Example of Bookkeeping General Ledger

Why General Ledgers Matter to Businesses

Small businesses often begin as passion projects. You start doing something you love and then discover a market for your products or services. You may begin selling those products or services, recognize that you need to purchase more supplies, and hire a part-time employee to keep up with demand. Then you start doing a bit of advertising and realize that your garage is no longer big enough to serve as the center of your operation, so you decide it’s time to expand.

As your business grows, so does the need to keep track of everything in an organized manner. When you first started out, you were paying for business expenses out of your personal bank account and tracking your accounts payable and accounts receivable using different methods or separate software programs. But the health of your now-thriving business depends on understanding its financial situation. 

That’s where a general ledger comes in. It’s the bedrock of any thorough business accounting system and a powerful tool for ensuring your finances stay on track.

What is a General Ledger?

A general ledger records every financial transaction conducted by your business. It provides a method for tracking all the money that comes in or goes out. Typically, a general ledger is broken down into several accounts that are organized by transaction type. These accounts are numbered, and many businesses maintain a separate document, called a chart of accounts, as an index.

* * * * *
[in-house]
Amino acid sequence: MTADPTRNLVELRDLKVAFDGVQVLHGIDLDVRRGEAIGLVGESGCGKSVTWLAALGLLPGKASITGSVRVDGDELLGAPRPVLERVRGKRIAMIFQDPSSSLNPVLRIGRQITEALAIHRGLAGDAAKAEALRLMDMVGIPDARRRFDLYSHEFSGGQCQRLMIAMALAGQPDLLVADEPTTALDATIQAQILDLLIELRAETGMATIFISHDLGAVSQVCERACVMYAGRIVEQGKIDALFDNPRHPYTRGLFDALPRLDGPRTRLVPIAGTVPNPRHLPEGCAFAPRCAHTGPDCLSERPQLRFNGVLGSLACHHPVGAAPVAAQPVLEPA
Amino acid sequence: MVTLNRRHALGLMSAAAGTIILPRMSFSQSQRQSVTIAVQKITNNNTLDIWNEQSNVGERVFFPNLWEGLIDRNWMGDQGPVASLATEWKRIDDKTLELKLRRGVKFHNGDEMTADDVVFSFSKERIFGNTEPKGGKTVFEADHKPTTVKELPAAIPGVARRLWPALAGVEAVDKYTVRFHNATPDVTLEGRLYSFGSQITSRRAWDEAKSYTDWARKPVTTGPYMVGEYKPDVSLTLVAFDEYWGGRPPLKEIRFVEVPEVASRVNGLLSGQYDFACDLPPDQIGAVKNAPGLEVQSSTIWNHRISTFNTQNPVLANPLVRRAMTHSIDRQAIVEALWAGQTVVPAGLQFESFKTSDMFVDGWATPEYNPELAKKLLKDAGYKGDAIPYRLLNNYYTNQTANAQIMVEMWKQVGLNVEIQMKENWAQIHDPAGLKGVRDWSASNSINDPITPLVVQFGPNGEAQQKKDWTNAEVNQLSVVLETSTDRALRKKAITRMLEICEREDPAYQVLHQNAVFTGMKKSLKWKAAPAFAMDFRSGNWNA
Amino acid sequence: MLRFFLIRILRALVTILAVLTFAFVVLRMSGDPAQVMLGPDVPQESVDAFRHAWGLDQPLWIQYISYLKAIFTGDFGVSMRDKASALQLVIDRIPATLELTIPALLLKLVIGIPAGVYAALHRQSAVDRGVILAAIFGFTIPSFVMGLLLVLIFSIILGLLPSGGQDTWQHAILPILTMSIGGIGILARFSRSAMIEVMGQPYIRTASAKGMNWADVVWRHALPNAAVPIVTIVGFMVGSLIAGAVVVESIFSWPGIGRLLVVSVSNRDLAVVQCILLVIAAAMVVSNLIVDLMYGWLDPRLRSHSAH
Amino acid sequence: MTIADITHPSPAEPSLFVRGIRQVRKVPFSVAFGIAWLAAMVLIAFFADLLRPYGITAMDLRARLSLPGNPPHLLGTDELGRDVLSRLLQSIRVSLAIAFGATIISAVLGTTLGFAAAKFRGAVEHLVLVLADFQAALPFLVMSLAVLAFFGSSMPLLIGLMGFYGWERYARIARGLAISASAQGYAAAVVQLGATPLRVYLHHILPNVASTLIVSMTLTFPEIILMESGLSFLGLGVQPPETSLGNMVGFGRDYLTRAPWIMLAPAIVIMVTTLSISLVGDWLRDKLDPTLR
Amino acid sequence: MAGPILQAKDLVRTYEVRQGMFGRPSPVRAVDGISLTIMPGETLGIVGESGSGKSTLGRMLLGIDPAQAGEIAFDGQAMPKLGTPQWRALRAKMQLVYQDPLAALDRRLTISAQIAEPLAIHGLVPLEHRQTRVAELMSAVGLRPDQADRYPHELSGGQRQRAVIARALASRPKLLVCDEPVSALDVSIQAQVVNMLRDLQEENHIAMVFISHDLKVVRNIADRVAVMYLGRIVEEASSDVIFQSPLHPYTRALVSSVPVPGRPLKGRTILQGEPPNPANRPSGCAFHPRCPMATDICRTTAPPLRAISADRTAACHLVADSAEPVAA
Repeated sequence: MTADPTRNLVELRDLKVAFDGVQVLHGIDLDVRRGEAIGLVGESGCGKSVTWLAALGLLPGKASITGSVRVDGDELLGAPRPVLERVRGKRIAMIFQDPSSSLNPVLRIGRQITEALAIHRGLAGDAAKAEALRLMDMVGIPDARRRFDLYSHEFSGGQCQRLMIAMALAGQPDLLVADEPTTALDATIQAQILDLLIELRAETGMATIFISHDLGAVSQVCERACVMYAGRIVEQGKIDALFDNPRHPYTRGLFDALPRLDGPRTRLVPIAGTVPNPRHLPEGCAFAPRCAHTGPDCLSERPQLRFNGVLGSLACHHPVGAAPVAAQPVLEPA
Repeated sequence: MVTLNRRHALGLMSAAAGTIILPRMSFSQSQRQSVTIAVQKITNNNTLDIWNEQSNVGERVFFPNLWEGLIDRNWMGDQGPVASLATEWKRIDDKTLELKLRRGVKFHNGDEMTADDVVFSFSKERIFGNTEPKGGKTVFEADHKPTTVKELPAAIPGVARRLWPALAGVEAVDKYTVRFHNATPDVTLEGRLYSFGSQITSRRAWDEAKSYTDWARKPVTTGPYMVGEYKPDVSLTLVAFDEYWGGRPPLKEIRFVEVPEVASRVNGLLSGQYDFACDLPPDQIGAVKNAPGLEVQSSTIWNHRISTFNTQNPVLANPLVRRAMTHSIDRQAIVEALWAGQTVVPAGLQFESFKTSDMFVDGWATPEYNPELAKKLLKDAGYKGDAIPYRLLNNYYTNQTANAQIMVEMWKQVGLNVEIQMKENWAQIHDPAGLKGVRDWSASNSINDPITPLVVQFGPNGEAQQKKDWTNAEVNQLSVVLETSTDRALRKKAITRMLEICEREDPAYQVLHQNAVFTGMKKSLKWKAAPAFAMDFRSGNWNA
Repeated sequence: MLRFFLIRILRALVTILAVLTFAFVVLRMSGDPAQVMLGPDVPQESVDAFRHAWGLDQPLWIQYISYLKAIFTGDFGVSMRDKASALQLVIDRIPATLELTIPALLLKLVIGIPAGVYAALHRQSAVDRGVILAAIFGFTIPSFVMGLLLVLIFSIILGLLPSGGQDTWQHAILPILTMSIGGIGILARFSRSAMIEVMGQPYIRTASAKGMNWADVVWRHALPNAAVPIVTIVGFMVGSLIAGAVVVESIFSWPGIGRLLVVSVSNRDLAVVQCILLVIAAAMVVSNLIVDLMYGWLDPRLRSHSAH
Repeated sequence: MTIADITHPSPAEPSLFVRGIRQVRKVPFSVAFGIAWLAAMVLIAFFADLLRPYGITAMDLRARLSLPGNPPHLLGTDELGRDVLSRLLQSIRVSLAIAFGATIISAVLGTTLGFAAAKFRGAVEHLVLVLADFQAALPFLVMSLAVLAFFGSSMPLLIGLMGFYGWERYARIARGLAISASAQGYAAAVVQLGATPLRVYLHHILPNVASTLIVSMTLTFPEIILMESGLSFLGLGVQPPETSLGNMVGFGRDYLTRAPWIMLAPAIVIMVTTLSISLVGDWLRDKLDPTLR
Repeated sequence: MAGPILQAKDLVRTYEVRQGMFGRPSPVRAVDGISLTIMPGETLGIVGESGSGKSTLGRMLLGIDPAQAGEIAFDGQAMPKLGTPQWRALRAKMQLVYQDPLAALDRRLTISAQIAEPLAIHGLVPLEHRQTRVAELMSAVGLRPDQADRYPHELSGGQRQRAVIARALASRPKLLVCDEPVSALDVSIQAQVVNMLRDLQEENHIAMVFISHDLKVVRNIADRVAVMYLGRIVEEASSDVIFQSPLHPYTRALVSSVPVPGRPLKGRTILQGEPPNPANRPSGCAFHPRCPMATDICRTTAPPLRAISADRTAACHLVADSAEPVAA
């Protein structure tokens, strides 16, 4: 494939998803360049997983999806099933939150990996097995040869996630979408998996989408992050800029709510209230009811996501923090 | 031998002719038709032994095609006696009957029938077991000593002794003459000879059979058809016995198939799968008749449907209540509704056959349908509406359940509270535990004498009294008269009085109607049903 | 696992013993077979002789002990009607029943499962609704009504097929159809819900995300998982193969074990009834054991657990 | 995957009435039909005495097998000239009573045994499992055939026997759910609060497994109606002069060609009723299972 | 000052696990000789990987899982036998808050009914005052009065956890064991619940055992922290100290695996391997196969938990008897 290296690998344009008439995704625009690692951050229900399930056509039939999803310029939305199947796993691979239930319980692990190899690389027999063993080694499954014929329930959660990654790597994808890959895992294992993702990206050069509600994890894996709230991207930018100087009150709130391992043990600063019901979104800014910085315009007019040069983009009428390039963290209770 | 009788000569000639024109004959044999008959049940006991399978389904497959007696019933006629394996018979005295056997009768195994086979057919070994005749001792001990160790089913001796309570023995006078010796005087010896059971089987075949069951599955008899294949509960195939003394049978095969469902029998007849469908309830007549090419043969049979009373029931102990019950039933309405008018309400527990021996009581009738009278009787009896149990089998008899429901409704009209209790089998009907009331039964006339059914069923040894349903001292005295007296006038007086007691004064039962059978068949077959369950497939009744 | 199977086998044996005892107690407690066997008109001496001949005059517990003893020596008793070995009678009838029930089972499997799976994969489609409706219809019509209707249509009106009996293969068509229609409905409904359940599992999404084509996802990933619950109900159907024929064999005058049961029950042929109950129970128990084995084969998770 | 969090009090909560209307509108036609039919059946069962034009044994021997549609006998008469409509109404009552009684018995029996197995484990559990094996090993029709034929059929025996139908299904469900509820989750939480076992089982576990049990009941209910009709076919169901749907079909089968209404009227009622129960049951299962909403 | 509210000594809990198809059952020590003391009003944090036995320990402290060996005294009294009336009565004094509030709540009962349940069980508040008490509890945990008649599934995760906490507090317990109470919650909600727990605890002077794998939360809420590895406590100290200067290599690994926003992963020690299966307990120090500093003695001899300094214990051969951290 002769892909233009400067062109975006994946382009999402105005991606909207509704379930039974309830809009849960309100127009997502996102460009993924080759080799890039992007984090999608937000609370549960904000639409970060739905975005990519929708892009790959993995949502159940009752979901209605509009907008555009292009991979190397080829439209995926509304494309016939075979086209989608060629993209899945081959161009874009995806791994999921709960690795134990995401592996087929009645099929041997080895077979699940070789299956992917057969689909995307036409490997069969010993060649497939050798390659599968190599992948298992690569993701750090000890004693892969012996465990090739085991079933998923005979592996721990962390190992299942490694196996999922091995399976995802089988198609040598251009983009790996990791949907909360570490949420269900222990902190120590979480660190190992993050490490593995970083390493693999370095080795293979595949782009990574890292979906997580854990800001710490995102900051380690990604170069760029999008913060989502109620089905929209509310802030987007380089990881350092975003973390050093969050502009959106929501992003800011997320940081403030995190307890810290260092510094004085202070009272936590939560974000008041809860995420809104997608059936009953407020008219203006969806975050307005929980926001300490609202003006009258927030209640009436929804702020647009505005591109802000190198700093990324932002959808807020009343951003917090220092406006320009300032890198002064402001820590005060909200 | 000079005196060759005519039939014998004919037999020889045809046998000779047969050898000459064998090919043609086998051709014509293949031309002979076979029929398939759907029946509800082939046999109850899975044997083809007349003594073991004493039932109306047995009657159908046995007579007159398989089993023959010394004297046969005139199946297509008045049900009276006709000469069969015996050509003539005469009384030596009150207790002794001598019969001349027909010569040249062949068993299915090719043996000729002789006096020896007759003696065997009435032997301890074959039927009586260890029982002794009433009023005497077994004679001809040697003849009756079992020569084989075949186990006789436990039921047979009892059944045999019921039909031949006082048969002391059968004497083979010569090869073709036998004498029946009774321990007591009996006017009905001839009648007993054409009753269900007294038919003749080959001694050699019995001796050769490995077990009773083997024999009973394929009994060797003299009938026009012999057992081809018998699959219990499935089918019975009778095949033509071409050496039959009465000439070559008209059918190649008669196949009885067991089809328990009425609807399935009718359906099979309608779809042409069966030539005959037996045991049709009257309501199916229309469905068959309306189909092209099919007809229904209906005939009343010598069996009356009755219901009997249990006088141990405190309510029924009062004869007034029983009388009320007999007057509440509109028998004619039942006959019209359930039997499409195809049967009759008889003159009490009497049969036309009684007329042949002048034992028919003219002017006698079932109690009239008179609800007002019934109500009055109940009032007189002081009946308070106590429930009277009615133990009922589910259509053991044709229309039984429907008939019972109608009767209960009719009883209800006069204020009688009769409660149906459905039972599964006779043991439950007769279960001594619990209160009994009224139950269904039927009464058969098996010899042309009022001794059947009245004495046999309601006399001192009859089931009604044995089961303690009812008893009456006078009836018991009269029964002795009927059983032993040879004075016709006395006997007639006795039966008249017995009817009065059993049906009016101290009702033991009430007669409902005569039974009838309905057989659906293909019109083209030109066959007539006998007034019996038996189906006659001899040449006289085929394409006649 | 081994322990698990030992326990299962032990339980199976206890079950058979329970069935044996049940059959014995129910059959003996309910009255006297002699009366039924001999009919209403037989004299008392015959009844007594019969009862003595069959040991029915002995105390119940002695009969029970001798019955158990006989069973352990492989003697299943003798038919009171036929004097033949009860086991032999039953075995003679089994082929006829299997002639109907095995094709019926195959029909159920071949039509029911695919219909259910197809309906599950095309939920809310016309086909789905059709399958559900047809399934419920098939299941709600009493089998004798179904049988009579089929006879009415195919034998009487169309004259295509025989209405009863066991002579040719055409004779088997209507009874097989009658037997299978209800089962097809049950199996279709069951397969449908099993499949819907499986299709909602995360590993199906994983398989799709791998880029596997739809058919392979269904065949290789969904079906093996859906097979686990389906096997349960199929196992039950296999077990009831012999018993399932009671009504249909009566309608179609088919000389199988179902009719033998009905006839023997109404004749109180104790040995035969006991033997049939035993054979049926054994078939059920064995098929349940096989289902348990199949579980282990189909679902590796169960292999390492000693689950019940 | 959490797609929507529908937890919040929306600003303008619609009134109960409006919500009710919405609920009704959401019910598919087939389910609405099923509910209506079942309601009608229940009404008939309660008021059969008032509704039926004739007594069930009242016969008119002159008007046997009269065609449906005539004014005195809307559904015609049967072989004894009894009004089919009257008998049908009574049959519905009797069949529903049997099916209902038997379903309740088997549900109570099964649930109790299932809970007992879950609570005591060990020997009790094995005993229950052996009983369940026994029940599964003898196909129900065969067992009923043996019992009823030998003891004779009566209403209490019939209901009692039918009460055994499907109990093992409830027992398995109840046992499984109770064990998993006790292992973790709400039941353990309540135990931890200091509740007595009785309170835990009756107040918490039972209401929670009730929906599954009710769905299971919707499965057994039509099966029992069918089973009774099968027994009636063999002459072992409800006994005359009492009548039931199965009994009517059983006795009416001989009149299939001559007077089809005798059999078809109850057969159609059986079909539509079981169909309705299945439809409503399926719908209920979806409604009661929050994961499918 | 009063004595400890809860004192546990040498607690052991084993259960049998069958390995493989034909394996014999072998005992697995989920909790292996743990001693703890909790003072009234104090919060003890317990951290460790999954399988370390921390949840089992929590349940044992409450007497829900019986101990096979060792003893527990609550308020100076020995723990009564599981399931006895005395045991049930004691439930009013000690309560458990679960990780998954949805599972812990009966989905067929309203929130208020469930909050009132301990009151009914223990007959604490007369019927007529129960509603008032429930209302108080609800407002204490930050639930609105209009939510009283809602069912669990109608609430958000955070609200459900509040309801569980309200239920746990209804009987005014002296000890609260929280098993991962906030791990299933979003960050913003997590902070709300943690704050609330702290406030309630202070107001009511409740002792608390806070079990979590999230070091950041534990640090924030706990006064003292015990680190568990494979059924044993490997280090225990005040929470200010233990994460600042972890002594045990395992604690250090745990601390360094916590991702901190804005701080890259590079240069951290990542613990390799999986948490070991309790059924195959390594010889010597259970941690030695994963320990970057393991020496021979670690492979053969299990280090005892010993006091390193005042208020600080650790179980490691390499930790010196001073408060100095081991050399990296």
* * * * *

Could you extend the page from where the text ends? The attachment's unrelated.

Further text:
Types of General Ledger Accounts

The general ledger for your business may consist of many accounts, depending on the type of business you own, the size of your business, and the structure of your business. A large company may have thousands of different general ledger accounts. But regardless of the total number of accounts, their purpose is to categorize your financial transactions.

For example, a small business may have general ledger accounts that track inventory, sales, employee salaries, and rent. Larger businesses might have accounts for earned interest, stocks, and real estate. For most businesses, these accounts are grouped into five main categories in your ledger: assets, liabilities, equity, revenue, and expenses. 

Why General Ledgers Matter

Because a general ledger contains all of your transactions, it also serves as the basis for financial reporting and tax filing, among other things. Think of it as the building block of your financial record-keeping system. It can help you detect and correct any errors in your books and provide the information you’ll need to demonstrate your business’s financial health to investors, lenders, and others.   

1. Financial Statements

You’ll use the details from your general ledger when you need to prepare financial statements and reports, like income statements, balance sheets, and cash-flow statements. These documents provide you with crucial information about the financial health of your business. They’re also handy tools for demonstrating the value of your business to outsiders, like investors or loan officers.